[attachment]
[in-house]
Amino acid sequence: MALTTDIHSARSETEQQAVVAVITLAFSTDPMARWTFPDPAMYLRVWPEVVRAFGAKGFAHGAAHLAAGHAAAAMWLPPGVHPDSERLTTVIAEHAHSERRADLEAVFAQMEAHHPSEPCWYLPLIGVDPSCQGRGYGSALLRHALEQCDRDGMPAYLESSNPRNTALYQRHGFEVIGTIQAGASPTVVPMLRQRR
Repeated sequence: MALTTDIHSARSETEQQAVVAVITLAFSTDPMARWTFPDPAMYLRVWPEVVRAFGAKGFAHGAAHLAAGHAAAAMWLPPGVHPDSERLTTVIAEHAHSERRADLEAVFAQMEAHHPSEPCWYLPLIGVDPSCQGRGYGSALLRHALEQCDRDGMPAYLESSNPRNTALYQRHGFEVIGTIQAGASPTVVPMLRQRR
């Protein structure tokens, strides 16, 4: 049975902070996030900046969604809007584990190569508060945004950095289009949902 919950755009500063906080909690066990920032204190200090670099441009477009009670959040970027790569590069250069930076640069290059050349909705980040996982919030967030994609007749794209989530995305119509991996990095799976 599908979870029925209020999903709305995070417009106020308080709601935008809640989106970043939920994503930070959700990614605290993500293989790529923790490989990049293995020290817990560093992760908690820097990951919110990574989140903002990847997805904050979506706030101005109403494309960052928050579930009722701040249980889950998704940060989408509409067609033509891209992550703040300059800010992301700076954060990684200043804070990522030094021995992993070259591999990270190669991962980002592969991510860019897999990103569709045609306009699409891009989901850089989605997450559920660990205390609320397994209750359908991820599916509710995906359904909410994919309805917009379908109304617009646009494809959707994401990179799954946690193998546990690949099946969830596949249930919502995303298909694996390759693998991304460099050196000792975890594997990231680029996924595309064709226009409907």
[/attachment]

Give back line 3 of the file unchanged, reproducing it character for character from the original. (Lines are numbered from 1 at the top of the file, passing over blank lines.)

Repeated sequence: MALTTDIHSARSETEQQAVVAVITLAFSTDPMARWTFPDPAMYLRVWPEVVRAFGAKGFAHGAAHLAAGHAAAAMWLPPGVHPDSERLTTVIAEHAHSERRADLEAVFAQMEAHHPSEPCWYLPLIGVDPSCQGRGYGSALLRHALEQCDRDGMPAYLESSNPRNTALYQRHGFEVIGTIQAGASPTVVPMLRQRR